Bulgarian people are known to be very sociable, and certainly in villages where community spirit is to meet together at the local bar for coffee or maybe something stronger and chat. This relaxed and friendly culture is so different to the fast unsociable life of the west that we know.
Residing in a Bulgarian village you will almost certainly build up a friendship with your neighbours, even with a language difference. They will almost certainly be curious about the foreigners who live near to them.
We met our neighbour when we were struggling to chainsaw firewood during our first winter in Bulgaria. A knock at the door was all it took and gifts of homemade Rakia and local dried sausage to share with us. Then unsure how we were going to get by with speaking etc, he helped show us an easier way of cutting the wood. Afterwards we sat at our kitchen table with our first drink and “Nazdrave” (cheers) each other and equipped with a phrase book, hand signals and pointing did our best to communicate together.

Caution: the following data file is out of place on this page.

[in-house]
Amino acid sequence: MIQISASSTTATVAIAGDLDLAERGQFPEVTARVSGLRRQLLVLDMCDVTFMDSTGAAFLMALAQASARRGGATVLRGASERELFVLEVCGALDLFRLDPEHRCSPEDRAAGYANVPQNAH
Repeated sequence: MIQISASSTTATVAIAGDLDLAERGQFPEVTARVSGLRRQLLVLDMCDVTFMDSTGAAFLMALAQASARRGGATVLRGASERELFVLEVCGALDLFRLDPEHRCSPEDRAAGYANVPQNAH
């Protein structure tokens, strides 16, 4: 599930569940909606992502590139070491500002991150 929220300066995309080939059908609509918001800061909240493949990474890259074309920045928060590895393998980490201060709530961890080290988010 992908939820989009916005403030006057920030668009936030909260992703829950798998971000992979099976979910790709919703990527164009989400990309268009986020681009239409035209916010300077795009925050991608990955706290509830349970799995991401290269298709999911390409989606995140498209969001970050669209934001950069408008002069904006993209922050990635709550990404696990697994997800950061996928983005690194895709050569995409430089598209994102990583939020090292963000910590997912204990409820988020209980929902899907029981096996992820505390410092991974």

From then onwards our friendship was sealed. Most weekends since that day we have met for a drink or two and tested his cooking, learnt Bulgarian traditions and helped each other with the language. I can honestly say it has been good fun with lots of laughter communicating amongst us.
Sometimes we have been too busy when he shouts his invitation in broken English “Beera ess?” across the fence. Bulgarians think it’s no problem there is always tomorrow to finish work. A culture that we find hard to accept especially when you are in the middle of staining a fence!
However most times we have gave in and joined him, because he lives alone with two grown sons who do their own thing and we have felt a little sorry for him.
We always enjoy the hospitality and homely atmosphere of joining him, especially during the cold winter. A Bulgarian’s home is always warm, as they hate the cold too. Along with a glass of Rakia served with salad, or a glass of beer served with cheese or sausage, (known as meze in Bulgaria) can be very enjoyable when amongst good company, and Bulgarian’s know how to make you feel welcome.